Rams Leave St. Louis, Leave Behind Debt-Saddled Stadium

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The St. Louis Rams recently announced that they would be leaving St. Louis, Missouri for their new (and also old, given that they played there from 1946-1994) location of Los Angeles, California. However, St. Louis isn’t just losing its NFL team, it’s also now saddled with an all-but-useless, but very expensive, football stadium.

The St. Louis Rams built the Edward Jones Dome in 1995, right after moving to St. Louis. The deal to build it was viewed as potentially problematic by many in St. Louis pretty much from its inception. It was a $280 million deal, and it included provisions that St. Louis would keep the stadium in tip-top shape: it had to be “maintained to a first-tier standard, meaning the facility must be considered among the top quarter of all NFL football facilities.” Naturally, that provision became harder to uphold as the stadium aged, and new stadiums were built.

Recently, while the stadium was still actually being used by the team, revenue didn’t even amount to enough to pay for it, meaning that taxpayers were still stuck with some of the bill. The stadium, as it currently stands Rams-less, will cost taxpayers $144 million in debt and maintenance costs. While that money won’t just fall to the people who live within the confines of St. Louis–it will be also be paid by residents of the surrounding county, as well as the state of Missouri–it’s still a pretty big price tag for a team that now plays on the other side of the country.

St. Louis politicians have attempted to do something about the cost, but likely to no avail. St. Louis Board of Aldermen President Lewis Reed has asked the NFL to help out with the cost, but (predictably) has not received a response, at least as of yet.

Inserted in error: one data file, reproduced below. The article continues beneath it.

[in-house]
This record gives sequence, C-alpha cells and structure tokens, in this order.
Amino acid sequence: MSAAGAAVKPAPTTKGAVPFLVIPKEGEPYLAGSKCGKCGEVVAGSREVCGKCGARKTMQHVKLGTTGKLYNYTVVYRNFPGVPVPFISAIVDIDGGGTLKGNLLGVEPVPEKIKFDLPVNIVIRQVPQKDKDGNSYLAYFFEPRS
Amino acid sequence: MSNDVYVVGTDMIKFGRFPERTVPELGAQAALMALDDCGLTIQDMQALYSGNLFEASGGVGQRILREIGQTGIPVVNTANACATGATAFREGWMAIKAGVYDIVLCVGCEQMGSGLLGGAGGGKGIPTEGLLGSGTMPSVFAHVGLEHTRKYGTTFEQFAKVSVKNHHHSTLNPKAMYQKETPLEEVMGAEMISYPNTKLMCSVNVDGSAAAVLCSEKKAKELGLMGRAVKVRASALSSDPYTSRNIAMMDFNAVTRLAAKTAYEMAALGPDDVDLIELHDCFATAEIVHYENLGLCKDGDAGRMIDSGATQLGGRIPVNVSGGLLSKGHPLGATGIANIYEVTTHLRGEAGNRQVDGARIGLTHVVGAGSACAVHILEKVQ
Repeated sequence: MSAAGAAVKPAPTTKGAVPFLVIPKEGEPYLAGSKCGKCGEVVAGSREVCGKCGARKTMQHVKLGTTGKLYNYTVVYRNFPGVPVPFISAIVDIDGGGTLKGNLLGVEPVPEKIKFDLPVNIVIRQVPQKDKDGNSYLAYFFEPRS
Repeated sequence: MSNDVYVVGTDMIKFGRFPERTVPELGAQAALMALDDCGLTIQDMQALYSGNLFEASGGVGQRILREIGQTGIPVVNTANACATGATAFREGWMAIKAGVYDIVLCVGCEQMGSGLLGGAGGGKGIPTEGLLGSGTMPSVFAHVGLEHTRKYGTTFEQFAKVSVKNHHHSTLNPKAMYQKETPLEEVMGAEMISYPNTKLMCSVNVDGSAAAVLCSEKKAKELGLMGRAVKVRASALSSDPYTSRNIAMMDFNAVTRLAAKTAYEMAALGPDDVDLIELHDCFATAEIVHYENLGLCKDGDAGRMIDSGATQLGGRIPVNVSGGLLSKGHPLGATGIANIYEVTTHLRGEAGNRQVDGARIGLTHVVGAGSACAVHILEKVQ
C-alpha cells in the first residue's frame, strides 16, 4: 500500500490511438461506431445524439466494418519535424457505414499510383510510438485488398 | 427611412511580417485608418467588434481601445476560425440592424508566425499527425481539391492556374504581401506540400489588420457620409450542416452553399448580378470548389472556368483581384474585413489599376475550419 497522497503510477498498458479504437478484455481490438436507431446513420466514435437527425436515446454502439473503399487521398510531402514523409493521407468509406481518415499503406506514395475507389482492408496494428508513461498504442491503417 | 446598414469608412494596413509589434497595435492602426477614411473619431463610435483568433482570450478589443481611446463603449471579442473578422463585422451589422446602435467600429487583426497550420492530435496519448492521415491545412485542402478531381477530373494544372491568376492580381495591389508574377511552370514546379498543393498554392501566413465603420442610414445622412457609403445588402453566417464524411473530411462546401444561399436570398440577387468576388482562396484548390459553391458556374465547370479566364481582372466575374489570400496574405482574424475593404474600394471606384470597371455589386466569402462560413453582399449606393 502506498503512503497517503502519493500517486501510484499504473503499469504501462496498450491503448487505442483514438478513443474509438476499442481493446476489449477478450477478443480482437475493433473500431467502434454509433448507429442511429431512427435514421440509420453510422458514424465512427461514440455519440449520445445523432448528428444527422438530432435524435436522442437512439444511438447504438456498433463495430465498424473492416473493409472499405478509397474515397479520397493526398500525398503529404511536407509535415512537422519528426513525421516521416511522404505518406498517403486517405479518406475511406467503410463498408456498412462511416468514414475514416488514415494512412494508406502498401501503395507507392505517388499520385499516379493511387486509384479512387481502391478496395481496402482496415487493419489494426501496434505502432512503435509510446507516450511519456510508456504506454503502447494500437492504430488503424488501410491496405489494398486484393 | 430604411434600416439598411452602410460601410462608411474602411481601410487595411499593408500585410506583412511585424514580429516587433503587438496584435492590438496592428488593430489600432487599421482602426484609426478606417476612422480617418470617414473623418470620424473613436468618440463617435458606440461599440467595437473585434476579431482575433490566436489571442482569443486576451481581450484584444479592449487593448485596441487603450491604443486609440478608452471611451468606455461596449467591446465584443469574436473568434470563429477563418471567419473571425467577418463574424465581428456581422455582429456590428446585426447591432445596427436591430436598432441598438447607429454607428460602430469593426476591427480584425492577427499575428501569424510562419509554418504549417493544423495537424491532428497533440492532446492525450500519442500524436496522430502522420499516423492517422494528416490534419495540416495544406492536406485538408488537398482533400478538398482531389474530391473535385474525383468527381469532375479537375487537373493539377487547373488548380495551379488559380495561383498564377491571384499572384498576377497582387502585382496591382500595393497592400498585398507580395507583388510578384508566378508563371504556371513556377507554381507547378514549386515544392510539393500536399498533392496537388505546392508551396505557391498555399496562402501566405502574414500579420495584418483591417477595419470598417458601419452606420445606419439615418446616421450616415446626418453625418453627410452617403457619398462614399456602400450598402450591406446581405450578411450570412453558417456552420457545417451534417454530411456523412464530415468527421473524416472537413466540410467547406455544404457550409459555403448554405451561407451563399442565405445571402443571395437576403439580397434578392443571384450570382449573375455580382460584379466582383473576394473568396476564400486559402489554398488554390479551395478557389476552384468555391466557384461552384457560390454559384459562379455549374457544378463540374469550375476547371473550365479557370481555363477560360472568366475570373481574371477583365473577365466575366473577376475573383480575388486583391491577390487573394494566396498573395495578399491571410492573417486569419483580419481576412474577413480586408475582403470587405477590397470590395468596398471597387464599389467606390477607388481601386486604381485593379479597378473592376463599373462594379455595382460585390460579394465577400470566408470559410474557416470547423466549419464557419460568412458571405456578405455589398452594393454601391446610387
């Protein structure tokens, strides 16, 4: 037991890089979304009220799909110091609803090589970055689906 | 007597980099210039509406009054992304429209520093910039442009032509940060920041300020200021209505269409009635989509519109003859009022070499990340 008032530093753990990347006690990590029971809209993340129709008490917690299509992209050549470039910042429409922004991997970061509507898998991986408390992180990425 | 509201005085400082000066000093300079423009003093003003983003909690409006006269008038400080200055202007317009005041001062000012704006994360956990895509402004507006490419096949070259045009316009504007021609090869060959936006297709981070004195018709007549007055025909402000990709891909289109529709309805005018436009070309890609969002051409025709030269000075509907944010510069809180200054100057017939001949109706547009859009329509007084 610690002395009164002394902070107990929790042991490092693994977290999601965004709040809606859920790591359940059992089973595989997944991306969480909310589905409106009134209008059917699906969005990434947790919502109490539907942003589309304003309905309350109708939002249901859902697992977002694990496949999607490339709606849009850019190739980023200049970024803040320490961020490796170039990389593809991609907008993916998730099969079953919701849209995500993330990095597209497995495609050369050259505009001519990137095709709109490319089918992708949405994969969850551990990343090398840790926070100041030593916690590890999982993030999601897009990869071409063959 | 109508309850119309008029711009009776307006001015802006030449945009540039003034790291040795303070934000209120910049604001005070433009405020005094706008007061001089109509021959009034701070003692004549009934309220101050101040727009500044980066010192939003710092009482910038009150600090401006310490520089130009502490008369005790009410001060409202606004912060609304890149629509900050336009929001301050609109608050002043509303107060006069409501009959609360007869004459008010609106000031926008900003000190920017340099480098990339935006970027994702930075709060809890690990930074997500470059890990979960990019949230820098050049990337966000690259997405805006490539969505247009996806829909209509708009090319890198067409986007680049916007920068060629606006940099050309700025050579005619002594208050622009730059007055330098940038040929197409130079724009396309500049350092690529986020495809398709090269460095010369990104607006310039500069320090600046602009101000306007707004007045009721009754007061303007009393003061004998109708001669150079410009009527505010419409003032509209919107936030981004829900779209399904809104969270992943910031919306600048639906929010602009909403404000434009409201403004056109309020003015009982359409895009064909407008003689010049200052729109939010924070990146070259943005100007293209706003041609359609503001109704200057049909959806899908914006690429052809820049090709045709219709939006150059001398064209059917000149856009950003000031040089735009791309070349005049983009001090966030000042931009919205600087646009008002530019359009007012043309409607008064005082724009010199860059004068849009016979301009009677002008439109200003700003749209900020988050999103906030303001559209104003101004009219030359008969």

Concurrently, the Missouri Senate is trying to pass legislation that would prevent Governor Jay Nixon from issuing bonds on any sort of new stadium without a popular vote or legislature support. It would also require the same provisions for the governor to authorize any improvements to Edward Jones Dome. State Senator Rob Schaaf is sponsoring it, and stated:

We’re just requiring them to get permission that we always thought that they had to have. Who would have guessed that Gov. Nixon would interpret the law to say that they could put us into debt, with a total of payments of $415 million over 30 years, without our say-so.

That bill has created some tension within Missouri’s senate–Minority Floor Leader Joseph Keaveny, a Democrat from St. Louis, told Schaaf: “You’ve done a very good job of discouraging the NFL to stay in St. Louis; I commend you for that!”

So, St. Louis is now saddled with an expensive stadium it has to pay off, and a bunch of angry legislators trying to figure out how to prevent something like this from happening in the future–not great news for the city or state as a whole.

Anneliese Mahoney
Anneliese Mahoney is Managing Editor at Law Street and a Connecticut transplant to Washington D.C. She has a Bachelor’s degree in International Affairs from the George Washington University, and a passion for law, politics, and social issues. Contact Anneliese at



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